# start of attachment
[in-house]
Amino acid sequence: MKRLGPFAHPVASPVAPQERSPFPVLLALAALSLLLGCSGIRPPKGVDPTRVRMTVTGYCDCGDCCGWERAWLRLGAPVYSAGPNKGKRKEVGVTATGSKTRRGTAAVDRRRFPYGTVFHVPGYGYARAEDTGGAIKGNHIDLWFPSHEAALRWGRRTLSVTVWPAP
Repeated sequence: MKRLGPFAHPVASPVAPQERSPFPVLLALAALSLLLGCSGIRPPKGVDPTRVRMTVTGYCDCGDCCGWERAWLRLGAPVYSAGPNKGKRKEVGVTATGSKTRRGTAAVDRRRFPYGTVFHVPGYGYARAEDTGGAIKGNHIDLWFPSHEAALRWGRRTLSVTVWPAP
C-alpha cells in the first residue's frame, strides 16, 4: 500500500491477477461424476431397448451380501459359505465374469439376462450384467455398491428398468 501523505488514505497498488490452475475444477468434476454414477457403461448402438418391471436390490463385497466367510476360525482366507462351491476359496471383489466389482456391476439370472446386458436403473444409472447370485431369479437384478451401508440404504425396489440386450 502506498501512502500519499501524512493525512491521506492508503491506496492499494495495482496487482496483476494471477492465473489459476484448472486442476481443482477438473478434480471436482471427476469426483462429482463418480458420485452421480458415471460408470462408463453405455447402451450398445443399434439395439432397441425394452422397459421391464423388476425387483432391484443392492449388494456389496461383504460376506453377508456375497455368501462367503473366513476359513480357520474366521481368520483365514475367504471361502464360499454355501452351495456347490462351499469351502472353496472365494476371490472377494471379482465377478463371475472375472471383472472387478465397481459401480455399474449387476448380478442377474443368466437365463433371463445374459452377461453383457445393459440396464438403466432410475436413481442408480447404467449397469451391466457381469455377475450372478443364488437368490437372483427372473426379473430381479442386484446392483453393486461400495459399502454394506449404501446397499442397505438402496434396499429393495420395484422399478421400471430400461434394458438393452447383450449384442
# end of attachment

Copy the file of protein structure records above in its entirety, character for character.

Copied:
[in-house]
Amino acid sequence: MKRLGPFAHPVASPVAPQERSPFPVLLALAALSLLLGCSGIRPPKGVDPTRVRMTVTGYCDCGDCCGWERAWLRLGAPVYSAGPNKGKRKEVGVTATGSKTRRGTAAVDRRRFPYGTVFHVPGYGYARAEDTGGAIKGNHIDLWFPSHEAALRWGRRTLSVTVWPAP
Repeated sequence: MKRLGPFAHPVASPVAPQERSPFPVLLALAALSLLLGCSGIRPPKGVDPTRVRMTVTGYCDCGDCCGWERAWLRLGAPVYSAGPNKGKRKEVGVTATGSKTRRGTAAVDRRRFPYGTVFHVPGYGYARAEDTGGAIKGNHIDLWFPSHEAALRWGRRTLSVTVWPAP
C-alpha cells in the first residue's frame, strides 16, 4: 500500500491477477461424476431397448451380501459359505465374469439376462450384467455398491428398468 501523505488514505497498488490452475475444477468434476454414477457403461448402438418391471436390490463385497466367510476360525482366507462351491476359496471383489466389482456391476439370472446386458436403473444409472447370485431369479437384478451401508440404504425396489440386450 502506498501512502500519499501524512493525512491521506492508503491506496492499494495495482496487482496483476494471477492465473489459476484448472486442476481443482477438473478434480471436482471427476469426483462429482463418480458420485452421480458415471460408470462408463453405455447402451450398445443399434439395439432397441425394452422397459421391464423388476425387483432391484443392492449388494456389496461383504460376506453377508456375497455368501462367503473366513476359513480357520474366521481368520483365514475367504471361502464360499454355501452351495456347490462351499469351502472353496472365494476371490472377494471379482465377478463371475472375472471383472472387478465397481459401480455399474449387476448380478442377474443368466437365463433371463445374459452377461453383457445393459440396464438403466432410475436413481442408480447404467449397469451391466457381469455377475450372478443364488437368490437372483427372473426379473430381479442386484446392483453393486461400495459399502454394506449404501446397499442397505438402496434396499429393495420395484422399478421400471430400461434394458438393452447383450449384442